How necessary is the Motion Blur Reduction? It depends on what game you're playing: Very fast-paced, action-oriented titles often put extraordinary demands on a display in terms of motion performance. When a pixel is still "holding" a particular orientation after the end of a given refresh cycle—about 0.0008 seconds—the result is motion blur. In other words, said pixel can't keep up. And that's where the Motion Blur Reduction comes in: The XL2720Z's strobing backlight helps reduce the perceptibility of blur by eliminating your ability to perceive the "unprepared" pixels.

The feature has its drawbacks, however—namely, a major reduction in overall light output, which adversely effects contrast ratio and color fidelity. However, as you'll see in the next section, being the brightest and most-colorful display is something better left to the realm of IPS panels. The XL2720Z's job is to offer low latency and reduce motion blur, and the Motion Blur Reduction feature does what it should.

The hallmark XL Series features are still in tow, as well: Low Blue Light, a feature that reduces the monitor's output of certain hues of blue light—those closest to UV rays—to work against the eyestrain and eye damage that can happen over time; GROM (Gaming Refresh rate Optimization Management), an algorithm that attempts to synchronize the monitor's refresh rate with the nominal FPS of the game at hand; Black eQualizer, which artificially lightens shadowy areas of the screen to provide heightened visibility; and, finally, BenQ's signature FPS/FPS2/RTS picture modes, which are specialized for First-Person Shooters and Real Time Strategy games.

This product is not a plug-and-play solution, but it does offer a very high degree of customization.

The XL2720Z's menu operations are not the most intuitive, if only because the monitor's display options and features are so customizable and specialized. Like most things related to gaming, some knowledge of GPU/CPU and monitor functionality are assumed.

Operation is simple enough, however, as the touch controls are responsive and well-mapped to the OSD. Certain functions, such as adjusting horizontal and vertical geometry, are only available via particular video inputs. Other functions, like Black eQualizer and GROM, can only be adjusted within custom picture modes. Needless to say, this product is not a plug-and-play solution, but it does offer a very high degree of customization to familiar users.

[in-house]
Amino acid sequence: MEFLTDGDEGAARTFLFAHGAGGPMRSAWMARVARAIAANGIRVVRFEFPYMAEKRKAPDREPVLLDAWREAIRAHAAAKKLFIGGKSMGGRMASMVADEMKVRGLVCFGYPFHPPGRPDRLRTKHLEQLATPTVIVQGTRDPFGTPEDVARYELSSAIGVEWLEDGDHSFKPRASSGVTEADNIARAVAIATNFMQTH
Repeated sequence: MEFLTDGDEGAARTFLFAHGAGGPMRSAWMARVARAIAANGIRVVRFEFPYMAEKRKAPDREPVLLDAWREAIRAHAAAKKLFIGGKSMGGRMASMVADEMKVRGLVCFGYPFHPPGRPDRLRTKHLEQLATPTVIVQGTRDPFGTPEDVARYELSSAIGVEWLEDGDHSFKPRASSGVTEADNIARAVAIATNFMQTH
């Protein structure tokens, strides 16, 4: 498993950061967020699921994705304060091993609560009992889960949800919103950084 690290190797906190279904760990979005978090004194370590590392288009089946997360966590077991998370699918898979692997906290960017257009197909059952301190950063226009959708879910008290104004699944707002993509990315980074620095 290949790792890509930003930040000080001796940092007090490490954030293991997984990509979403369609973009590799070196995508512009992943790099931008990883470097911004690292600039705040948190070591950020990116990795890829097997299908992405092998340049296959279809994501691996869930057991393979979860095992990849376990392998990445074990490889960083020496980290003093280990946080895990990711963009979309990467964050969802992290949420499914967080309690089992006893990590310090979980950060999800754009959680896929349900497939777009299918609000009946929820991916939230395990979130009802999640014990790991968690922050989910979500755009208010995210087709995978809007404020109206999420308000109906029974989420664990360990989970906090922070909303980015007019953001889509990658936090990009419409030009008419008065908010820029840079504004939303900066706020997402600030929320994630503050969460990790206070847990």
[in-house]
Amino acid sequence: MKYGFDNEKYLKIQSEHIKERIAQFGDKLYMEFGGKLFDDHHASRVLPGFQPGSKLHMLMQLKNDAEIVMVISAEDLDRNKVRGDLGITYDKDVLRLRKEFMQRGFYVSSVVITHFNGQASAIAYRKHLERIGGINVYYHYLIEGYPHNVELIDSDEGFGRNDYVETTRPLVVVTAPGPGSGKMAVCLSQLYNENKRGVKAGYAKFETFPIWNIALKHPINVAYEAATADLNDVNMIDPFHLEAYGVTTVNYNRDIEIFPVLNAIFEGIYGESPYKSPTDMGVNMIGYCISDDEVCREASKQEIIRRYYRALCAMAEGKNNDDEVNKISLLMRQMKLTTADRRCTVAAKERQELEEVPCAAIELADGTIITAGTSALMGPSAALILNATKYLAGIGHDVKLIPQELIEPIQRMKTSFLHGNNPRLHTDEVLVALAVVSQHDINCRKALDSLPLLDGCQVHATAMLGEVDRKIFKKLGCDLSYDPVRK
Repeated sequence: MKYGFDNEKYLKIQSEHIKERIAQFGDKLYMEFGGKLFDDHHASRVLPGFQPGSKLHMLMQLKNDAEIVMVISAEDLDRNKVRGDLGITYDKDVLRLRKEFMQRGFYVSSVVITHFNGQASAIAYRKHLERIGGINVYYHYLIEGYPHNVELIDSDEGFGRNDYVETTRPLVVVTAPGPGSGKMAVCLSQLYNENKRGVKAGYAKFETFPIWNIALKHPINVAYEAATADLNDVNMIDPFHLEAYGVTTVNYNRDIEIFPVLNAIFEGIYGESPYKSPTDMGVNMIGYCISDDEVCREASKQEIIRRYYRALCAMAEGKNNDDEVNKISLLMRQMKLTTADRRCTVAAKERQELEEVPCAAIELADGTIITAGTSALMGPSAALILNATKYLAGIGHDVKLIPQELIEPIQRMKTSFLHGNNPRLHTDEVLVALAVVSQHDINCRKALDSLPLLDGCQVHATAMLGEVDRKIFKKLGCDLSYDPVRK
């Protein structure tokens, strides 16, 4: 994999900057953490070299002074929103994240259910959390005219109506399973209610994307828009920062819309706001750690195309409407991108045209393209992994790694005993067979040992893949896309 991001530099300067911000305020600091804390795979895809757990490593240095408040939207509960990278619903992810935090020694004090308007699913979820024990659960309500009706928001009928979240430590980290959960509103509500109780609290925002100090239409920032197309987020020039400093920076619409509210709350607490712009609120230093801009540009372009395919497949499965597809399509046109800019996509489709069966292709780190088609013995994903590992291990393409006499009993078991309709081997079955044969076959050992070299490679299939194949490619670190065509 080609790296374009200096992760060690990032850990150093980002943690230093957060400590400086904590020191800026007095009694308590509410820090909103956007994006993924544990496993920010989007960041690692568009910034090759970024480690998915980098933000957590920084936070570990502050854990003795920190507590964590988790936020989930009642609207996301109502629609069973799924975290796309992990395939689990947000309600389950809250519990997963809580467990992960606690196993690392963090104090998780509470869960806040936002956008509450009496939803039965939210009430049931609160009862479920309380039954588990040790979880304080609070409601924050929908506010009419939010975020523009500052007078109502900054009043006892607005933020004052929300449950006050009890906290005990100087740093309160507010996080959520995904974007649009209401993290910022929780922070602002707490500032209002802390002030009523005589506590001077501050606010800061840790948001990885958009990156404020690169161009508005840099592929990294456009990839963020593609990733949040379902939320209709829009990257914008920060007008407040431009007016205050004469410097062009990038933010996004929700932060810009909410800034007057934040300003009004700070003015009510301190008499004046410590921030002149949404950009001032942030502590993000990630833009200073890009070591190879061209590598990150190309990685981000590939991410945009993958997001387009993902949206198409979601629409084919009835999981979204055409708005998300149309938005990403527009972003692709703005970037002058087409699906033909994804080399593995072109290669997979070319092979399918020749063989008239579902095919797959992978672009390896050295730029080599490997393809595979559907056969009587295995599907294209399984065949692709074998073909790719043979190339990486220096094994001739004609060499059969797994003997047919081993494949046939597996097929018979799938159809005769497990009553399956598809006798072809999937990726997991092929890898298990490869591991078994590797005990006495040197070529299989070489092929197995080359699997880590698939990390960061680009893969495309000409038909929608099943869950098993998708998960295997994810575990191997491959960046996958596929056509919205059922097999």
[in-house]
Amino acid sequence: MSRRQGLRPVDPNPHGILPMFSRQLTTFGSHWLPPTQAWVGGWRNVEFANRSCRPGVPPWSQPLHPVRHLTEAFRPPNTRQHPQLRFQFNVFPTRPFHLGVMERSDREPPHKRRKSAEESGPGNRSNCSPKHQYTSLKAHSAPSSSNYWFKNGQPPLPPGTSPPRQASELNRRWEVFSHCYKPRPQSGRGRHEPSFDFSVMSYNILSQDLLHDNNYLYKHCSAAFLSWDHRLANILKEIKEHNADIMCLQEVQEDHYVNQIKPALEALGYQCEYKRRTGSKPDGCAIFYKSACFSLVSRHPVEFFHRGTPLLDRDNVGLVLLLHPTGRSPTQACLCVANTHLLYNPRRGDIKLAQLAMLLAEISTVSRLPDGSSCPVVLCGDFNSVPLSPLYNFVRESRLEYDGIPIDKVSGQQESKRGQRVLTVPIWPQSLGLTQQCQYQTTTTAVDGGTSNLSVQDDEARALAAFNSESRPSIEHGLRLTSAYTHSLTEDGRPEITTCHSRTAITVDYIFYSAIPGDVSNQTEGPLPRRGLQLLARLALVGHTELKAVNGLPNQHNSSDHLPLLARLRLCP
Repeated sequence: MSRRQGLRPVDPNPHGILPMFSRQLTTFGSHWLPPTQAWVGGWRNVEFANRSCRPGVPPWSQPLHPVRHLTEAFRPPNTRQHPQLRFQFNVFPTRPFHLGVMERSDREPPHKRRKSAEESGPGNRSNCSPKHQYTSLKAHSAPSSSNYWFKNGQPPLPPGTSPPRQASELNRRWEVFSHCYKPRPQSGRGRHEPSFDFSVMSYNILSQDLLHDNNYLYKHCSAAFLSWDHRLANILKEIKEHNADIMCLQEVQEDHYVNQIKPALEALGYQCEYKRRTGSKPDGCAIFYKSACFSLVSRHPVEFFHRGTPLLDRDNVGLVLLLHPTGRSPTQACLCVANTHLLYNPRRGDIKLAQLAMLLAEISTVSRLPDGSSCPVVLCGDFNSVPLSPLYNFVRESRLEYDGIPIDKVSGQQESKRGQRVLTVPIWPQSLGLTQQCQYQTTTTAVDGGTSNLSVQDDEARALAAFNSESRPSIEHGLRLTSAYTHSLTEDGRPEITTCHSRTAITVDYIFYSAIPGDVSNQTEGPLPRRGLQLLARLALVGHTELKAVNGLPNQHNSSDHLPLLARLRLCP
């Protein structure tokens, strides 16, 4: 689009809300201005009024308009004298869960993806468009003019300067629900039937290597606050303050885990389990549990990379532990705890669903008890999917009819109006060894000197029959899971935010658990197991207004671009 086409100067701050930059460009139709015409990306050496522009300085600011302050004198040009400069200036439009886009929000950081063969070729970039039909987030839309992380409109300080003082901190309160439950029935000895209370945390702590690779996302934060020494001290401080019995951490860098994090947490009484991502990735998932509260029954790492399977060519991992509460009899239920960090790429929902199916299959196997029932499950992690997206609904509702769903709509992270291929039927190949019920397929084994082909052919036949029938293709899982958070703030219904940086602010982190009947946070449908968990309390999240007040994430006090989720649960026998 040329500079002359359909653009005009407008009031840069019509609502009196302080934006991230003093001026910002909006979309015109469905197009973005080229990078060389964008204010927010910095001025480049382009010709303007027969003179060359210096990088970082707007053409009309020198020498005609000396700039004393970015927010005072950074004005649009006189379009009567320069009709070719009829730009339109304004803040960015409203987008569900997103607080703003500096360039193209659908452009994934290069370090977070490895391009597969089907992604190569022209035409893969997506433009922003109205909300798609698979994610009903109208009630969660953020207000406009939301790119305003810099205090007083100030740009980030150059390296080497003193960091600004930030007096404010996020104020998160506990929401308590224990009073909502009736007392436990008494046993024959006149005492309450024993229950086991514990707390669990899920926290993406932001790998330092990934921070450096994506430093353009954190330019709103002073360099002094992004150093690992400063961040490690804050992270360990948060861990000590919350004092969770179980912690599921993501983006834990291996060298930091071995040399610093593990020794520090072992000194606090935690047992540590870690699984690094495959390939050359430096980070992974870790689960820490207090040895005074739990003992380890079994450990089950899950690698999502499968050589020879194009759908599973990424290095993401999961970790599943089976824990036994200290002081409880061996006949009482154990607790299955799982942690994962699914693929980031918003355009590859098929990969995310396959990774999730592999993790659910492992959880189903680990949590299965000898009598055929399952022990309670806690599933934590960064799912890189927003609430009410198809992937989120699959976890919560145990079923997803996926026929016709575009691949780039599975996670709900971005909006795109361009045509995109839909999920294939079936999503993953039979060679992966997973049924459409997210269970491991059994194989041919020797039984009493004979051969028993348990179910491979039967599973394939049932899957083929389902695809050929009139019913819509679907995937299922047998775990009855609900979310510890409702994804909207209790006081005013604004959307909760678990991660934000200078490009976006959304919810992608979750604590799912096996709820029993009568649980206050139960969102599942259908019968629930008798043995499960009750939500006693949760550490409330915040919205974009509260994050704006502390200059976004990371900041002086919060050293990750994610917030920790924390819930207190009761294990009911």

Not this display's strong point, nor is it meant to be

When it comes to computer monitors, picture quality is often something you pay a lot for: IPS panels—which generally have the best color accuracy and viewing angles—tend to be the most expensive kind of LCD. Further, professional graphics monitors are often factory-calibrated, or at least capable of the AdobeRGB color space. Thus, the XL2720Z's value comes not from its picture quality, but in the form of its refresh rate and gaming-forward features.

The XL2720Z's value comes in the form of its refresh rate and features.

From a dynamic output perspective, this display is pretty average. Expect around 300 nits total brightness, with a little less in Eco mode and a little more in Standard mode.

The same can be said of the 20Z's black level, it's a little better than average, but nothing to shout about. Since a very high dynamic range can actually be detrimental to gray-to-gray response time, this is the expected (and necessary) result. Ultimately, this monitor is a little better suited for Starcraft II than it is for The Last Of Us.

The XL2720Z utilizes the same TN (twisted nematic) panel as the other XL Series monitors, meaning its color accuracy is palatable, but won't wow anyone. The 20Z covers about 72% NTSC, or roughly the sRGB color space, and follows a standard gamma curve. At the end of the day, you're not going to notice any glaring errors, but it's never going to look as flashy and "polished" as an IPS display of the same size.

So, how does this BenQ earn its stripes? By managing a response time of about 1ms, which is much faster than any IPS-paneled display will ever be capable of—IPS engineering just can't match that.

Combined with the built-in motion blur reduction, and yielding an adjustable refresh rate up to 144 Hz, the XL2720Z is just as well-suited to gaming as the other XL Series monitors. Gamers, especially those competing in very fast-paced FPS (first person shooter) games or detail-intensive RTS (real time strategy) games will benefit the most from this technology, but it's useful anywhere there might be tearing, blurring, or ghosting resulting from panning and fast movement.